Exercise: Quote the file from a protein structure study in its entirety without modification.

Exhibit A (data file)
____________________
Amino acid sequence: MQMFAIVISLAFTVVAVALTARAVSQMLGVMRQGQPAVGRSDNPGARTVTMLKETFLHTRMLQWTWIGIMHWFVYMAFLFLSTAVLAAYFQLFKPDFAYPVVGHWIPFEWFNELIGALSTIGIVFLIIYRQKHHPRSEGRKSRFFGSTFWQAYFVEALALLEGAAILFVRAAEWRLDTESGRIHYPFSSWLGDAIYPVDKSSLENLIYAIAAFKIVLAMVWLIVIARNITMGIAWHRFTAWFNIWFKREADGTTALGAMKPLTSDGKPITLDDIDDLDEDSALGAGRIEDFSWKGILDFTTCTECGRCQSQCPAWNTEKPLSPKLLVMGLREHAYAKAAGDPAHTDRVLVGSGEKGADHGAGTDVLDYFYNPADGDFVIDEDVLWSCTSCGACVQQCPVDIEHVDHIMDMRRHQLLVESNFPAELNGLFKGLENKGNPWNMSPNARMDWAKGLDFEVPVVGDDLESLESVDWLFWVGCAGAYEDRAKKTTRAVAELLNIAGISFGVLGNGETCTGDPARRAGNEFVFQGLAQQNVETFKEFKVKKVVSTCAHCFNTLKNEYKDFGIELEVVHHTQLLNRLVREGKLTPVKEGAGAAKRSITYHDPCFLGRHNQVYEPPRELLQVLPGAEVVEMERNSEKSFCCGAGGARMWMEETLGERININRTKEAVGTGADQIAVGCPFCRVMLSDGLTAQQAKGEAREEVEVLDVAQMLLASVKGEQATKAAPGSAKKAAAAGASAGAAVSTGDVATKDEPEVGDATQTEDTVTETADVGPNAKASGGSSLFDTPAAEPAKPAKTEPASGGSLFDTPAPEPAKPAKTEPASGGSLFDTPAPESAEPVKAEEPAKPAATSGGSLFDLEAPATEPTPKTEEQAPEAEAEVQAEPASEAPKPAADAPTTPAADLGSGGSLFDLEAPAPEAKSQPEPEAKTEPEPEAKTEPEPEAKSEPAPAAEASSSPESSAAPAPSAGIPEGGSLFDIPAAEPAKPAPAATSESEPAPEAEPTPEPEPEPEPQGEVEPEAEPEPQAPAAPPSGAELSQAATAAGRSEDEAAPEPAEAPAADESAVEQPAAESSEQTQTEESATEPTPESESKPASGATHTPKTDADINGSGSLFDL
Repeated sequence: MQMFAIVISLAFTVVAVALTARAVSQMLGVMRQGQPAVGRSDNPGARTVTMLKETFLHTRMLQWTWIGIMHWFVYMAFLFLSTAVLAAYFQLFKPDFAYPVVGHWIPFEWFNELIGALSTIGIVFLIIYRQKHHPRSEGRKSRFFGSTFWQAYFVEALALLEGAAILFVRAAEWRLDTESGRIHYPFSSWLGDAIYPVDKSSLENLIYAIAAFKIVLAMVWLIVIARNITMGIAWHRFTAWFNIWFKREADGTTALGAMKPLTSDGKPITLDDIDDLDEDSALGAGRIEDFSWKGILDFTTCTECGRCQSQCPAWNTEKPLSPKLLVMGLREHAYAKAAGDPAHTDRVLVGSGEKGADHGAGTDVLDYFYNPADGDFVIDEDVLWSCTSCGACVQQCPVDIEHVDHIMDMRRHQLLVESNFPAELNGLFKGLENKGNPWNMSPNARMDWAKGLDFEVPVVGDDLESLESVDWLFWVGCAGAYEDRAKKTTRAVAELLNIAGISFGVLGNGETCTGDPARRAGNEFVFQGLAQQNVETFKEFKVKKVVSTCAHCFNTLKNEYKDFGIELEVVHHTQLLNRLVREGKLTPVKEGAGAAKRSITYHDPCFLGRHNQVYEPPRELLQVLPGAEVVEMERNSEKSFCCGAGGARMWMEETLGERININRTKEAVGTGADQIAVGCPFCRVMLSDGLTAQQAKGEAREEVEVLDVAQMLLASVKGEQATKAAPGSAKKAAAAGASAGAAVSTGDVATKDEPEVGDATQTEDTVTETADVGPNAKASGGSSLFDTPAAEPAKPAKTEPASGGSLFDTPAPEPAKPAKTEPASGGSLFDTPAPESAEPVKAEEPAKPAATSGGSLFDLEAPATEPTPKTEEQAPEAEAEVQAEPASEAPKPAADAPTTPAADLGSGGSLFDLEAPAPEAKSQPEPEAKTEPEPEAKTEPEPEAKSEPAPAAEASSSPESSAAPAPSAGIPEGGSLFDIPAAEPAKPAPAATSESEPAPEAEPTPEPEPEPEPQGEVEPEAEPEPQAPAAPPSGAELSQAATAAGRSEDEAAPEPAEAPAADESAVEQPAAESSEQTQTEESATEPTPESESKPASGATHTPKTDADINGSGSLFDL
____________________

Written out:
Amino acid sequence: MQMFAIVISLAFTVVAVALTARAVSQMLGVMRQGQPAVGRSDNPGARTVTMLKETFLHTRMLQWTWIGIMHWFVYMAFLFLSTAVLAAYFQLFKPDFAYPVVGHWIPFEWFNELIGALSTIGIVFLIIYRQKHHPRSEGRKSRFFGSTFWQAYFVEALALLEGAAILFVRAAEWRLDTESGRIHYPFSSWLGDAIYPVDKSSLENLIYAIAAFKIVLAMVWLIVIARNITMGIAWHRFTAWFNIWFKREADGTTALGAMKPLTSDGKPITLDDIDDLDEDSALGAGRIEDFSWKGILDFTTCTECGRCQSQCPAWNTEKPLSPKLLVMGLREHAYAKAAGDPAHTDRVLVGSGEKGADHGAGTDVLDYFYNPADGDFVIDEDVLWSCTSCGACVQQCPVDIEHVDHIMDMRRHQLLVESNFPAELNGLFKGLENKGNPWNMSPNARMDWAKGLDFEVPVVGDDLESLESVDWLFWVGCAGAYEDRAKKTTRAVAELLNIAGISFGVLGNGETCTGDPARRAGNEFVFQGLAQQNVETFKEFKVKKVVSTCAHCFNTLKNEYKDFGIELEVVHHTQLLNRLVREGKLTPVKEGAGAAKRSITYHDPCFLGRHNQVYEPPRELLQVLPGAEVVEMERNSEKSFCCGAGGARMWMEETLGERININRTKEAVGTGADQIAVGCPFCRVMLSDGLTAQQAKGEAREEVEVLDVAQMLLASVKGEQATKAAPGSAKKAAAAGASAGAAVSTGDVATKDEPEVGDATQTEDTVTETADVGPNAKASGGSSLFDTPAAEPAKPAKTEPASGGSLFDTPAPEPAKPAKTEPASGGSLFDTPAPESAEPVKAEEPAKPAATSGGSLFDLEAPATEPTPKTEEQAPEAEAEVQAEPASEAPKPAADAPTTPAADLGSGGSLFDLEAPAPEAKSQPEPEAKTEPEPEAKTEPEPEAKSEPAPAAEASSSPESSAAPAPSAGIPEGGSLFDIPAAEPAKPAPAATSESEPAPEAEPTPEPEPEPEPQGEVEPEAEPEPQAPAAPPSGAELSQAATAAGRSEDEAAPEPAEAPAADESAVEQPAAESSEQTQTEESATEPTPESESKPASGATHTPKTDADINGSGSLFDL
Repeated sequence: MQMFAIVISLAFTVVAVALTARAVSQMLGVMRQGQPAVGRSDNPGARTVTMLKETFLHTRMLQWTWIGIMHWFVYMAFLFLSTAVLAAYFQLFKPDFAYPVVGHWIPFEWFNELIGALSTIGIVFLIIYRQKHHPRSEGRKSRFFGSTFWQAYFVEALALLEGAAILFVRAAEWRLDTESGRIHYPFSSWLGDAIYPVDKSSLENLIYAIAAFKIVLAMVWLIVIARNITMGIAWHRFTAWFNIWFKREADGTTALGAMKPLTSDGKPITLDDIDDLDEDSALGAGRIEDFSWKGILDFTTCTECGRCQSQCPAWNTEKPLSPKLLVMGLREHAYAKAAGDPAHTDRVLVGSGEKGADHGAGTDVLDYFYNPADGDFVIDEDVLWSCTSCGACVQQCPVDIEHVDHIMDMRRHQLLVESNFPAELNGLFKGLENKGNPWNMSPNARMDWAKGLDFEVPVVGDDLESLESVDWLFWVGCAGAYEDRAKKTTRAVAELLNIAGISFGVLGNGETCTGDPARRAGNEFVFQGLAQQNVETFKEFKVKKVVSTCAHCFNTLKNEYKDFGIELEVVHHTQLLNRLVREGKLTPVKEGAGAAKRSITYHDPCFLGRHNQVYEPPRELLQVLPGAEVVEMERNSEKSFCCGAGGARMWMEETLGERININRTKEAVGTGADQIAVGCPFCRVMLSDGLTAQQAKGEAREEVEVLDVAQMLLASVKGEQATKAAPGSAKKAAAAGASAGAAVSTGDVATKDEPEVGDATQTEDTVTETADVGPNAKASGGSSLFDTPAAEPAKPAKTEPASGGSLFDTPAPEPAKPAKTEPASGGSLFDTPAPESAEPVKAEEPAKPAATSGGSLFDLEAPATEPTPKTEEQAPEAEAEVQAEPASEAPKPAADAPTTPAADLGSGGSLFDLEAPAPEAKSQPEPEAKTEPEPEAKTEPEPEAKSEPAPAAEASSSPESSAAPAPSAGIPEGGSLFDIPAAEPAKPAPAATSESEPAPEAEPTPEPEPEPEPQGEVEPEAEPEPQAPAAPPSGAELSQAATAAGRSEDEAAPEPAEAPAADESAVEQPAAESSEQTQTEESATEPTPESESKPASGATHTPKTDADINGSGSLFDL